Bathtub gin originally referred to any style of homemade spirit made in amateur conditions. The term first appeared in 1920 in the prohibition-era United States, in reference to the poor quality alcohol that was being made in home bath tubs and mixed into cocktails to disguise its coarse flavour. Obviously, this contemporary version is not that sort of gin.
Bathtub Gin is created using the traditional method of ”cold compounding” . Very high quality copper pot-still spirit is infused with juniper, orange peel, coriander, cinnamon, cloves and cardamom.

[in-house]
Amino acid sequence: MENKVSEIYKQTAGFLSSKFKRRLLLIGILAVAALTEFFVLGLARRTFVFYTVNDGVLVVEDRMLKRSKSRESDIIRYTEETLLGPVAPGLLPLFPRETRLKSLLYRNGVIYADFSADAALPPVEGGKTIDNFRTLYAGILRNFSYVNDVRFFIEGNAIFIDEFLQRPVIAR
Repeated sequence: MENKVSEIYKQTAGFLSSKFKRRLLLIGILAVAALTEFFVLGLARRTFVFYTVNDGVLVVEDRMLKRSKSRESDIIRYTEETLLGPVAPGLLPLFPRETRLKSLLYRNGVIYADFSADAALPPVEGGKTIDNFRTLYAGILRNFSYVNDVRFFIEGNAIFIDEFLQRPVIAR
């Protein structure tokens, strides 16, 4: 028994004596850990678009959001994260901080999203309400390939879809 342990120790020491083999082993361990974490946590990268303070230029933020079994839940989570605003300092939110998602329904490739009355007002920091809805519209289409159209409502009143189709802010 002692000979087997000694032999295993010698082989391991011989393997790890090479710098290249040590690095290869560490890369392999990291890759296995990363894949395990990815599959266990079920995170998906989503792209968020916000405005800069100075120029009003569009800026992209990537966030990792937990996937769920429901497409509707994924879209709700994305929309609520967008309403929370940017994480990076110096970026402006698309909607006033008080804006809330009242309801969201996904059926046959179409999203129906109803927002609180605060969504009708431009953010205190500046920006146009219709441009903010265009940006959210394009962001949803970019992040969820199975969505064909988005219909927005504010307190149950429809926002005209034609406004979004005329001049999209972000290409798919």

Production is restricted to ultra-small batches of only 30-60 bottles at a time, and the length of the compounding period is controlled entirely by periodic sampling.
The result is a gin that’s lightly tinted by the botanicals, and with a flavour which is both bold and perfumed all at once. Packaged using brown paper, string and wax, the striking presentation is reminiscent of a Victorian apothecary.